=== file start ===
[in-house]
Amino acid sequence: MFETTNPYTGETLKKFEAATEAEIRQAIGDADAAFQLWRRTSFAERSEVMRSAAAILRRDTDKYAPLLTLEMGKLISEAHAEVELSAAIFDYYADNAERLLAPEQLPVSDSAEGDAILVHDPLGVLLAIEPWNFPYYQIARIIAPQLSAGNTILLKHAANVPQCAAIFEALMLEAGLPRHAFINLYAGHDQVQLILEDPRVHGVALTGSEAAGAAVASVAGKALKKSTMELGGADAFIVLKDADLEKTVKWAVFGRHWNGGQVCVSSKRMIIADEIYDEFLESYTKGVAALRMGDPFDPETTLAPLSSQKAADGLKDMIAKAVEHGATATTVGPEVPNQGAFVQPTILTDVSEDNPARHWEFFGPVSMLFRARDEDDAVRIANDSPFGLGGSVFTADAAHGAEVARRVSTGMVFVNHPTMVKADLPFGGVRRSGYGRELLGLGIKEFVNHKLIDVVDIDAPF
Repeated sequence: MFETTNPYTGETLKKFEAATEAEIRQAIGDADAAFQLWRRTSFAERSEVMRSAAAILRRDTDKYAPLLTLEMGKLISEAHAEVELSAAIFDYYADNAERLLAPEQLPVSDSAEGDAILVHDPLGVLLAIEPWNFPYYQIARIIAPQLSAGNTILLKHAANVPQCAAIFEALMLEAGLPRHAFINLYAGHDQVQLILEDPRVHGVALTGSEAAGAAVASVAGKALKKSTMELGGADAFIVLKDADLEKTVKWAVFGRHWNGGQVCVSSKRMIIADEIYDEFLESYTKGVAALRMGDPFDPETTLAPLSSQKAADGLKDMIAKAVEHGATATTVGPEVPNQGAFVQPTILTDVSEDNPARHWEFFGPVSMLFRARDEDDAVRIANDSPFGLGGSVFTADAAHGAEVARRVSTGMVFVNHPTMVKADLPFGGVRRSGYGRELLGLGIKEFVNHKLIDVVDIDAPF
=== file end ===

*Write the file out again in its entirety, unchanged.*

[in-house]
Amino acid sequence: MFETTNPYTGETLKKFEAATEAEIRQAIGDADAAFQLWRRTSFAERSEVMRSAAAILRRDTDKYAPLLTLEMGKLISEAHAEVELSAAIFDYYADNAERLLAPEQLPVSDSAEGDAILVHDPLGVLLAIEPWNFPYYQIARIIAPQLSAGNTILLKHAANVPQCAAIFEALMLEAGLPRHAFINLYAGHDQVQLILEDPRVHGVALTGSEAAGAAVASVAGKALKKSTMELGGADAFIVLKDADLEKTVKWAVFGRHWNGGQVCVSSKRMIIADEIYDEFLESYTKGVAALRMGDPFDPETTLAPLSSQKAADGLKDMIAKAVEHGATATTVGPEVPNQGAFVQPTILTDVSEDNPARHWEFFGPVSMLFRARDEDDAVRIANDSPFGLGGSVFTADAAHGAEVARRVSTGMVFVNHPTMVKADLPFGGVRRSGYGRELLGLGIKEFVNHKLIDVVDIDAPF
Repeated sequence: MFETTNPYTGETLKKFEAATEAEIRQAIGDADAAFQLWRRTSFAERSEVMRSAAAILRRDTDKYAPLLTLEMGKLISEAHAEVELSAAIFDYYADNAERLLAPEQLPVSDSAEGDAILVHDPLGVLLAIEPWNFPYYQIARIIAPQLSAGNTILLKHAANVPQCAAIFEALMLEAGLPRHAFINLYAGHDQVQLILEDPRVHGVALTGSEAAGAAVASVAGKALKKSTMELGGADAFIVLKDADLEKTVKWAVFGRHWNGGQVCVSSKRMIIADEIYDEFLESYTKGVAALRMGDPFDPETTLAPLSSQKAADGLKDMIAKAVEHGATATTVGPEVPNQGAFVQPTILTDVSEDNPARHWEFFGPVSMLFRARDEDDAVRIANDSPFGLGGSVFTADAAHGAEVARRVSTGMVFVNHPTMVKADLPFGGVRRSGYGRELLGLGIKEFVNHKLIDVVDIDAPF